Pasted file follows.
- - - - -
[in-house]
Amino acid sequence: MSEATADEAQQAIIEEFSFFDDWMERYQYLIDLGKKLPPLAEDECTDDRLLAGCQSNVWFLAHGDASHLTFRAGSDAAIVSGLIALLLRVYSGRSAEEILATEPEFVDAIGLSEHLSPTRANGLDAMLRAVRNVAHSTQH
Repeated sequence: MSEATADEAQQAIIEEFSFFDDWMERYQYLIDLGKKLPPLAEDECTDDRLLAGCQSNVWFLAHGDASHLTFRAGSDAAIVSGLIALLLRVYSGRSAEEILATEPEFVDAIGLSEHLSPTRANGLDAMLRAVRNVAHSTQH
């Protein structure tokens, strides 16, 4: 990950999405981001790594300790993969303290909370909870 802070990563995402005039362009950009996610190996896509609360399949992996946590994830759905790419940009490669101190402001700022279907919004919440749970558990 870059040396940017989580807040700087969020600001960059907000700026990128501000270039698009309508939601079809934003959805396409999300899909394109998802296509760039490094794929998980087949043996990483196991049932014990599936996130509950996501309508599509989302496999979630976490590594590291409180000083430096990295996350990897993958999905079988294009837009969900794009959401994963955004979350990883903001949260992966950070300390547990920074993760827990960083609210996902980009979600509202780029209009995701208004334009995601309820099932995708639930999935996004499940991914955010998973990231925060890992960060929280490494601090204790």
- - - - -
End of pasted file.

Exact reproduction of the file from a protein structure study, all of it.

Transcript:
[in-house]
Amino acid sequence: MSEATADEAQQAIIEEFSFFDDWMERYQYLIDLGKKLPPLAEDECTDDRLLAGCQSNVWFLAHGDASHLTFRAGSDAAIVSGLIALLLRVYSGRSAEEILATEPEFVDAIGLSEHLSPTRANGLDAMLRAVRNVAHSTQH
Repeated sequence: MSEATADEAQQAIIEEFSFFDDWMERYQYLIDLGKKLPPLAEDECTDDRLLAGCQSNVWFLAHGDASHLTFRAGSDAAIVSGLIALLLRVYSGRSAEEILATEPEFVDAIGLSEHLSPTRANGLDAMLRAVRNVAHSTQH
């Protein structure tokens, strides 16, 4: 990950999405981001790594300790993969303290909370909870 802070990563995402005039362009950009996610190996896509609360399949992996946590994830759905790419940009490669101190402001700022279907919004919440749970558990 870059040396940017989580807040700087969020600001960059907000700026990128501000270039698009309508939601079809934003959805396409999300899909394109998802296509760039490094794929998980087949043996990483196991049932014990599936996130509950996501309508599509989302496999979630976490590594590291409180000083430096990295996350990897993958999905079988294009837009969900794009959401994963955004979350990883903001949260992966950070300390547990920074993760827990960083609210996902980009979600509202780029209009995701208004334009995601309820099932995708639930999935996004499940991914955010998973990231925060890992960060929280490494601090204790």